The Government of India is keen that OEMs such as Airbus and Boeing set up final assembly lines in India. As India has made a landmark step in putting up a C-295 final assembly facility in Vadodara, they see a possibility of establishing an Airbus A320 final assembly plant in India. The desire is not so unjust as Indian airlines combined will be acquiring more than 1,200 aircraft over the next five-year period, the majority being Airbus narrow-body fleet.

India's NAL makes Saras its first passenger aircraft
India’s NAL makes Saras its first passenger aircraft

“The market is there, the volume is there, the engineering talent is there. And then you take that leap of faith. So, the time has come now,” Scindia said in an interview with a news agency, adding such decisions would not necessarily be tied to specific jet orders. “Now is the time for these companies to look at planting their feet on the ground in India,” he said.

Boeing and Airbus are increasingly looking to India for highly-skilled, low-cost engineers to meet a boom in demand for aircraft and expand their manufacturing presence in the world’s fifth-largest economy. Both of them have employed Indian engineers in big numbers and are still employing them to work on their respective projects, here in India and overseas.

During the next decade, it is estimated that with the number of commercial aircraft on order by Indian carriers placed with the airframe OEMs, the Government will impress upon one of the OEMs to have a commercial aircraft assembly plant in India, which will not only serve the order of the Indian airlines but also for the Southeast and Middle East region too. It would be beneficial to the OEM who puts up a plant here as its existing plants have huge backlog orders which they are unable to deliver to their esteemed customers.

Since the C-295 is FAA certified for civilian use. One such aircraft is operational in the USA, owned by L3Harris Technologies Flight Capital LLC. Meanwhile, the Tata Group is considering offering this 42-seat aircraft for regional transport purposes too. It will have five crew on board. The C-295 can also be used as an all-cargo aircraft. And there is a Regional Transport Aircraft (70-90-seater) programme also in the offing by NAL its partner agencies. In this way, it would be highly beneficial to the nation overall rather than hiring foreign test teams and facilities.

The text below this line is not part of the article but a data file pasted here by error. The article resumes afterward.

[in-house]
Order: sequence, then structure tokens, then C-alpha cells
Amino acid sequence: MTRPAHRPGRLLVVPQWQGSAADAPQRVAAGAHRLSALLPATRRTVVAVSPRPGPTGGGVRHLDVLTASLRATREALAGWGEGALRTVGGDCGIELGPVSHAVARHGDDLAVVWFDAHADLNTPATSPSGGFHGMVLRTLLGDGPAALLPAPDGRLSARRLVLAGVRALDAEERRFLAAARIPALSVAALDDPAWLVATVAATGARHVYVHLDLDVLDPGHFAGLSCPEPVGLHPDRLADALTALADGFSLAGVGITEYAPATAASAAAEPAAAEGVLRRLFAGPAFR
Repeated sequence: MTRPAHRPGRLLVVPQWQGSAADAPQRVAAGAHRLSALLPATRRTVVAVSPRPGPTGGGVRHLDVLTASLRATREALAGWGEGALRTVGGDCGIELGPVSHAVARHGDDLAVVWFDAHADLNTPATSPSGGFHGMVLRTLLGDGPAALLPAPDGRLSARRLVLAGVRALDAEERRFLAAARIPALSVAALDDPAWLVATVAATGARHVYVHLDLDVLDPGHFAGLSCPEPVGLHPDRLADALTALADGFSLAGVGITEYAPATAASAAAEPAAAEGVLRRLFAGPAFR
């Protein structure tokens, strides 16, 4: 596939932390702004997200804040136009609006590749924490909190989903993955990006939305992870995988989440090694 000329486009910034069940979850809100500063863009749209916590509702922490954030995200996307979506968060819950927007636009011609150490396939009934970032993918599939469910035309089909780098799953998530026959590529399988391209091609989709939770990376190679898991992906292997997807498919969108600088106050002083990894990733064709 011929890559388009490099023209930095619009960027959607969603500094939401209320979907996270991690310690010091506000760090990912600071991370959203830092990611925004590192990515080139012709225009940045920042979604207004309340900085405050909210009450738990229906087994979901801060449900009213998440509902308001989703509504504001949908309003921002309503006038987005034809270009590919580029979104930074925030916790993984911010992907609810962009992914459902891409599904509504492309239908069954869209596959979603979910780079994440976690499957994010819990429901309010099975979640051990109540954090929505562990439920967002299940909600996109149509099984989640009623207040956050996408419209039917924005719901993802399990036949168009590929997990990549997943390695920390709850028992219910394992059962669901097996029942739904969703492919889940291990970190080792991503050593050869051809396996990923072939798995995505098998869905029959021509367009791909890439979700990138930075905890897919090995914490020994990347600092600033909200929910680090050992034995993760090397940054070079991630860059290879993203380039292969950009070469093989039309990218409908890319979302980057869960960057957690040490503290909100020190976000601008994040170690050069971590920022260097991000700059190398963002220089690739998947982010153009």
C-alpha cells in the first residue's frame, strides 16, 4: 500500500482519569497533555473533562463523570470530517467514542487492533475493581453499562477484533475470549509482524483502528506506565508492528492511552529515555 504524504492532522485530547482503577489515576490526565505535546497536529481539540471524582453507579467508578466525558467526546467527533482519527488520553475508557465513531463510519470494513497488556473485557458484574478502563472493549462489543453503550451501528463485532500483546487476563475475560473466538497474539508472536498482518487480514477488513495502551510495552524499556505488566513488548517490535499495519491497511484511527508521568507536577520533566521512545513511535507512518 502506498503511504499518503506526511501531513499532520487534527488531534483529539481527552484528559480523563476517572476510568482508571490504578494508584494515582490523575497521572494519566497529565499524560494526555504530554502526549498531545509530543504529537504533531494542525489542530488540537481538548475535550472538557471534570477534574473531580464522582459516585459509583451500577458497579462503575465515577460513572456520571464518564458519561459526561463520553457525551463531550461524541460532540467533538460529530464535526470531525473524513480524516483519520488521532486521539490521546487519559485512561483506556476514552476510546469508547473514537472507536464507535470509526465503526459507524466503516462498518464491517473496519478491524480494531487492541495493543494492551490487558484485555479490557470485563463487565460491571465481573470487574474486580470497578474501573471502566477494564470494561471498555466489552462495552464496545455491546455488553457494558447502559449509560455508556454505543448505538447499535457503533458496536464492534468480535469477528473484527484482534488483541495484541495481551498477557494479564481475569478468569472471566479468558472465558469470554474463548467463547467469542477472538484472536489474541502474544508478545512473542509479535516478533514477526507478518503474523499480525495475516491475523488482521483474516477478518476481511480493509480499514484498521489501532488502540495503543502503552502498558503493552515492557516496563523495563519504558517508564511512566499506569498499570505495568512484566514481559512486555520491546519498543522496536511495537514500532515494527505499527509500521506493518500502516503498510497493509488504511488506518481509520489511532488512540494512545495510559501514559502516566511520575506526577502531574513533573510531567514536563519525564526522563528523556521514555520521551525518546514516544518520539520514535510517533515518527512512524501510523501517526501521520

National Flight Test Centre

In such a scenario, it is high time that the Indian Government thinks about building a similar establishment for the Flight Testing & Type Certification of Commercial Aircraft under EASA CS23/25 or FAR 23/25 Certification categories. Presently flight testing in India is carried out at the Aircraft and Systems Testing establishment (ASTE) for military aircraft & systems only.

Therefore, in furtherance of the mission of Atmanirbhar Bharat, it would be prudent to start working on establishing a Flight Test Center for Civil Aircraft which may be named as National Civil Aircraft Flight Test Center (NCAFTC). We can train our first batch of Test Pilots, Flight Test Engineers, and other technical experts required for this work overseas with some OEMs and be fully ready when we test our first India-built commercial aircraft.

Civil Aviation can take as its role model National Flight Test Centre in Bangalore which is the directorate of ADA dealing with flight testing of ‘Tejas’. All the flight test and aircraft instrumentation related activities are planned, coordinated and executed by NFTC which is headed by a Test Pilot from Indian Air Force. NFTC has Indian Air Force and Indian Navy test pilots and flight test engineers along with the scientists and engineers for instrumentation who are professionally carrying out the flight testing of ‘Tejas’. If we can do it for Tejas why not for Saras? Food for thought indeed.

(Pulak Sen is the Founder Secretary General MRO Association of India. The views in the article are solely the author’s. He can be contacted at editor.adu@gmail.com)